I have explored, mentally more than online, the hypothesis that when Jerry's vocals were especially, noteworthily bad, he compensated with his guitar playing, really concentrating on it and giving it extra "oomph".
If we could gather all the data (like continuous measures of the quality of singing and guitar playing), the compensation hypothesis might be testable in a satisfactorily scientific sense.
That's not going to happen.
Instead, I'll say that I believe it sometimes to have been true, which is a simply a statement of possibility. And I might offer in support the Grateful Dead show at Golden Hall, San Diego, CA, January 7, 1978.
I think there are several tapes, but this is the one I am listening to. It's a great tape that puts you right in the sweet spot.
The worst case of laryngitis in his 30-plus career struck Garcia in early 1978. If outright pneumonia caused cancellations --even the Dead had humanitarian standards, and even its Garcia was subject to the relevant labor laws-- for mere laryngits, The Show Would Go On, and they played two nights in San Diego (Sunday 1/7 and Monday 1/8) without "Jerry songs", i.e., no Garcia lead vocals. On the tape linked above, Weir informs the crowd of this (track 9, "Jerry's problem").
The results are pretty striking, and I think are indicative of various compensation effects.
From a Grateful Dead perspective (not usually the one I take here), the whole band seems to respond. The bassist and the drummers all have great nights. Partly this is the tape, I assume, but Phil, Bill and presumably Mickey just sound great. Lesh plays some very forward, fluid stuff all night long. The drummers sound alive, really as one on this night (which was too infrequently the case - I am not a fan of the two-drummer sound). I don't hear Bob tearing it up on guitar quite as might as one might expect, but I am not firm on that.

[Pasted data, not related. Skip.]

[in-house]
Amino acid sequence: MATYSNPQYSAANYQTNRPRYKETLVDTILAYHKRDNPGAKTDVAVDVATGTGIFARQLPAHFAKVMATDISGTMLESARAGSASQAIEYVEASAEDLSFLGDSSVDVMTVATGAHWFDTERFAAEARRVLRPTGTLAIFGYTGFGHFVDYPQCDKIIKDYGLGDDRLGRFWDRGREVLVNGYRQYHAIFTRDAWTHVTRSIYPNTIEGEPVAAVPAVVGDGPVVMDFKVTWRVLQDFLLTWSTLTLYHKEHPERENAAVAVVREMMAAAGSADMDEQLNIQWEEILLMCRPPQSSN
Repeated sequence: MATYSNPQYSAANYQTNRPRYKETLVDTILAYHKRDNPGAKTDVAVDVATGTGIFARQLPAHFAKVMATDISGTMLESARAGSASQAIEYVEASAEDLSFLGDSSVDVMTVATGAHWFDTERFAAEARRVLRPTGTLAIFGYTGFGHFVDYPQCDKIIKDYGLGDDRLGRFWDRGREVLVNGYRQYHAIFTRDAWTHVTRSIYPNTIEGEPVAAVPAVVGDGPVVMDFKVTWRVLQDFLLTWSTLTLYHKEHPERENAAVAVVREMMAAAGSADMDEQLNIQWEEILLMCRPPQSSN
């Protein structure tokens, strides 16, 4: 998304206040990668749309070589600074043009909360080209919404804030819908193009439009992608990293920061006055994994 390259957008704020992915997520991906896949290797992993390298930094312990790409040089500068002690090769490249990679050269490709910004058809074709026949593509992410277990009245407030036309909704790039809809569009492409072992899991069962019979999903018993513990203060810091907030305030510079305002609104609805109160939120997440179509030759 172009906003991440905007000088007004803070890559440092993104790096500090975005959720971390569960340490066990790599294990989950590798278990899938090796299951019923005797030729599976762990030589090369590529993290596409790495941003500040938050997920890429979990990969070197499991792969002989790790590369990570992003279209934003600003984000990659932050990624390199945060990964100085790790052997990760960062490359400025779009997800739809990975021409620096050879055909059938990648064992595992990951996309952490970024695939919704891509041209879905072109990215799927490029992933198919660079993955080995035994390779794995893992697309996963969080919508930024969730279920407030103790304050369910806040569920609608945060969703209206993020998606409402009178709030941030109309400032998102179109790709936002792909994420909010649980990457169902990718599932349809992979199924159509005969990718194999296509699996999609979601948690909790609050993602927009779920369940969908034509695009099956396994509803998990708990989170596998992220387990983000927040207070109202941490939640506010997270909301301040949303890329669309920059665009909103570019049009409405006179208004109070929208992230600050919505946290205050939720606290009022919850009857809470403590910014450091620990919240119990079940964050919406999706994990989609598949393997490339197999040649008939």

The key pieces of evidence from the tape are "Let It Grow" and the big jam on "Dancing In The Street".
"Let It Grow" might be exhibit #1 in support of the compensation
possibility from a Garciacentric perspective. (Though the whole band is
great, I think that's partly endogenous to Jerry.) Pantagruel's tape
picks this up beautifully, but any recording would find Garcia playing "Let It Grow" like a
man with his hair on fire, scrubbing, hammering, scrubbing some more, occasionally soaring; parkour guitar. Maybe
he's a little angry, and he takes it out on the Tiger (right? I should
know these things). Somewhere around 3:45 and again right around the 5-minute mark, he fans with tremendous power. If you have good speakers and a good room --this tape needs space to breathe, but given the space I think it will sound very nice indeed -- go ahead and turn it up, LOUD.
Dancin' finds the whole band highly exploratory, a great piece of group improvisation. For at least five or eight minutes they explore lots of creative byways. "Compensation" has a quite specific manifestation here, because I don't think that, initially, they are trying harder so much as the tried and true is not ready-to-hand. When you reach for the standard formula and it's not there, right where it usually is and where you implicitly expected it to be, what do you do? You improvise.
(Note here that Corry has discussed a related phenomenon, whereby the band "compensates", responds to, a small and alien crowd by hunkering down and, together, tearing the roof off the place. Not only that, he discussed in the context of this very tour, and specifically the 1/15 show at Selland Arena in Fresno. JGMF: Corry's ideas, my turgid prose.)
I lament the institution of the vocal rotation in the Dead. It began very early and didn't really start to stifle things, too much, until other features, such as the setlist structure, and the subsong types such as "Bob rockers" and "Jerry ballads", populating a rather limited ecology, ossified around it. By 1980 a Dead setlist was highly predictable on all kinds of dimensions, and various members of any given crew of fans typically specialized in "calling songs". Alas, it wasn't rocket science.